In spite of periodic brutal weather, my garden seems to be thriving. It also seems to think it’s August. That’s okay with me, though, since some torrential rain a week ago made it easy to weed, and mild weather (low nineties and dry) made it easy to tidy up and mulch this weekend.
I have begun to think about fall gardening—and it’s not too soon, since August is the time to plant cool weather crops. But in the interests of living in the moment and enjoying not only the current fruits, but those forming, I have to say this is one of the best gardens I’ve had in years.
First there was the unbelievable lettuce this spring. Now, there are tomatoes, more than I’ve had for some time. I had planted several varieties this year, determined to see what would work in my fungal wilt infested soil. Turns out the answer is Amana Orange, a lovely tomato that’s also a good keeper, and Cherokee Purple, an heirloom with an inside like a beefsteak tomato and nearly the sweetness of a Brandywine.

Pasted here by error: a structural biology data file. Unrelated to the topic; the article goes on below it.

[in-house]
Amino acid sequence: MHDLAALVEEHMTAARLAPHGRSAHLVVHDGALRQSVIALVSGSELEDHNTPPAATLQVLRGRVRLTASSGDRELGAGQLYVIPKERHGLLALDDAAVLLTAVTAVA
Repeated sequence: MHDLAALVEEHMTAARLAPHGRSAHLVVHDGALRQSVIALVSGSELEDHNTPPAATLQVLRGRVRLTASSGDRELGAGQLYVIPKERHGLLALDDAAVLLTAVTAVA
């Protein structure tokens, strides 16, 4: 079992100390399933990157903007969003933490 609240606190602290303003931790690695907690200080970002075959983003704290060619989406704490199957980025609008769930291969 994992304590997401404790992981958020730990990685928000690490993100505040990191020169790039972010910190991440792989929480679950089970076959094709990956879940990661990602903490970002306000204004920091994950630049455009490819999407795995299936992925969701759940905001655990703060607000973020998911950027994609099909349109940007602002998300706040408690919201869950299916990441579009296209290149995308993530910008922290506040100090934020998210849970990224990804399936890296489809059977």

The Celebrity has produced well, but is going to bite the dust soon. The yellow pears also produced well, but have already succumbed. Mortgage lifter is producing and hanging on and the San Marzano is doing the same.
My squash are doing alright; I have not been able to train them up the trellis because they don’t like it. But there seems to be room for them because the onions peaked so soon.
The eggplants, which were nearly devoured by flea beetle, have recovered and are blossoming. One even has the beginnings of an eggplant. This one is back where my pole beans were massacred by rabbits. I finally pulled them out. Next year, I will use chicken wire around them. Just when I figured out how to deal with the voles, the rabbits added unexpected challenges.
I had not planted okra before, but I knew it would do well here. It loves hot weather. I have fixed two batches so far—one sauteed with tomatoes and onions and the other sliced and tossed in seasoned cornmeal and flour and then sautéed—just like Grandma used to make!
The surprise of the season is the hubbard squash. It was not pleased with being trellised, but on the other hand, I’ve got at least two squash, maybe more. Like the bramble and the rose, the hubbard and the trumpet vine have achieved a certain synchronicity and there may be more than one squash hiding in the vine. In any event, one of these babies is several meals. I’ll harvest it later. In the meantime, I’m beginning to think about radishes, beets, turnips, greens and maybe broccoli or kale for the fall.
There’s always more to planning to do, but I’m enjoying fresh tomatoes, roasting the excess with olive oil, garlic and basil, and blanching zucchini to freeze. Ah, summer!